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Peter Baker clinches victory with closing 68

Englishman Peter Baker became the 2007 Mauritius Open Golf champion after staging a remarkable recovery in the final round to overcome a four -stroke deficit.

The Mauritius Open has gained a reputation for producing the unexpected in recent years and the 14th edition of the tournament maintained this trend.

For when the final group of leader Jose -Filipe Lima, of Portugal, Welshman Jamie Donaldson and former Ryder Cup player Baker arrived at the fourth tee, the Englishman had slipped to four shots in arrears of Lima, who looked unstoppable after making birdies at the first two holes.

But mistakes at critical times by Lima and inconsistency by Donaldson allowed Baker to first erase the deficit and then storm into a lead he was never going to surrender. The field looked to be one of the most competitive for a number of years.

Baker arrived in Mauritius as one of three players who had won back their PGA European Tour cards a month or so earlier. The others were Donaldson and Phil Golding, a previous winner of the Mauritius Open. Defending champion Van Phillips, who completed the back nine in just 29 strokes when winning the title, was back to defend his crown while another Ryder Cup veteran, Welshman Phil Price, returned on a mission to erase the memory of his four -putt finale to the 2006 tournament that cost him the title.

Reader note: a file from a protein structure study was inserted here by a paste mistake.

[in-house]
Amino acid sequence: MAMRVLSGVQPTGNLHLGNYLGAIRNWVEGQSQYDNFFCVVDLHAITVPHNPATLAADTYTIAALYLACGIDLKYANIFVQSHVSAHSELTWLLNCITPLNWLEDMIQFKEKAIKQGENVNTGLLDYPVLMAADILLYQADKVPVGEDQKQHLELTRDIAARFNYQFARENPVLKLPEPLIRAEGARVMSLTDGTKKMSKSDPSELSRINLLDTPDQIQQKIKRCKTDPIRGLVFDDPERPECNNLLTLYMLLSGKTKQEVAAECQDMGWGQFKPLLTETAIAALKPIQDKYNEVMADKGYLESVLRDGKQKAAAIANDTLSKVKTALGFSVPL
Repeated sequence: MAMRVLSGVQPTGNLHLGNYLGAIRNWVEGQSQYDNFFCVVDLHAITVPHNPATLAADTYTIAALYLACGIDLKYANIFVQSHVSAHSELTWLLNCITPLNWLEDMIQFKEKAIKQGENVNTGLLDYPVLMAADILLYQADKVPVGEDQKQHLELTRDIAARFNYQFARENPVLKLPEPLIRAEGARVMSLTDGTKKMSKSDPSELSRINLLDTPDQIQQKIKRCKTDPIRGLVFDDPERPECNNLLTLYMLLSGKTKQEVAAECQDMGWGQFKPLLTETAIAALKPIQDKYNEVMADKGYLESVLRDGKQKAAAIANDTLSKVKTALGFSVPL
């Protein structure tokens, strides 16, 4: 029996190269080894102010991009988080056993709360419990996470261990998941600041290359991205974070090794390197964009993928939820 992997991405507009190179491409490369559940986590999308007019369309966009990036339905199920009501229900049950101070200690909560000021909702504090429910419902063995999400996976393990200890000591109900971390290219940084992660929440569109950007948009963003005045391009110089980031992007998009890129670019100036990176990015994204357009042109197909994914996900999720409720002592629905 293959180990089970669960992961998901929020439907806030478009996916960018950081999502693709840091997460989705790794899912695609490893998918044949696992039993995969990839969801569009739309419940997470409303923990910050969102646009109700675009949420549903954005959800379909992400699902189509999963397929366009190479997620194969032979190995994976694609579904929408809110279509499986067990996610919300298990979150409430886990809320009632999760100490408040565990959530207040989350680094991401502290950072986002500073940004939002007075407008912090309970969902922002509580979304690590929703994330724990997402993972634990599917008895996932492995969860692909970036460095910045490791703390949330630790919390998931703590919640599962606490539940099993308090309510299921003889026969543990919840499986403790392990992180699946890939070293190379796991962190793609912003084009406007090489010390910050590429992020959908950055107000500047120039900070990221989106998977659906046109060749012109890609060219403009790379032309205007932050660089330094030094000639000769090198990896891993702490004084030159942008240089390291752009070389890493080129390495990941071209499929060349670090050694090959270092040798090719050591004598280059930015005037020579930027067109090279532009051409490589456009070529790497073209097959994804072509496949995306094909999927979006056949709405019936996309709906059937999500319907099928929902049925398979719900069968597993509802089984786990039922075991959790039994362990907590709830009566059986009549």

And then there was Lima, always a lively contender and the runner -up in 2005 when he gave eventual winner Miles Tunnicliff an awful fright on the final hole.

But it was unfancied Frenchman Marc P Pendaries who featured among the pacesetters after the first round on the Belle Mare Plage Legend course, as he, Price and Baker posted five-under-par 67s to head the leaderboard.

Another Frenchman, Gery Watine, was also up there, sharing fourth place, two strokes off the lead with Golding, Lima and England’s Simon Wakefield.

Two of Watine’s rivals for the Senior Tour players’ prize, Scots Bill Longmuir and Martin Gray, together with Gary Evans, were a shot further back on 70, while Donaldson was in a group of four players on one-under-par 71.

So all the big names were there, bar one. Van Phillips had a tortuous time with his driver and it cost him dearly as he carded a 77 to finish the opening day 10 strokes off the lead and virtually out of contention.

Only a second round performance similar to or better than that of 2006, when he went round in 64 would rescue his title defence. But the signs were not good. The second day was much like the first as far as the weather was concerned. The sun was out and the heat was rising but it was accompanied by another blustery and sometimes unpredictable wind.

It didn’t seem to affect Jamie Donaldson too much, though, because he shot seven birdies in the best round of the day, a performance that was marred only by a double - bogey at the fourth where he found a water hazard twice, first to the right off the tee and then when he carved his dropped ball across the fairway to the other side. Nevertheless, he had ensured that he would be right in the mix on the final day.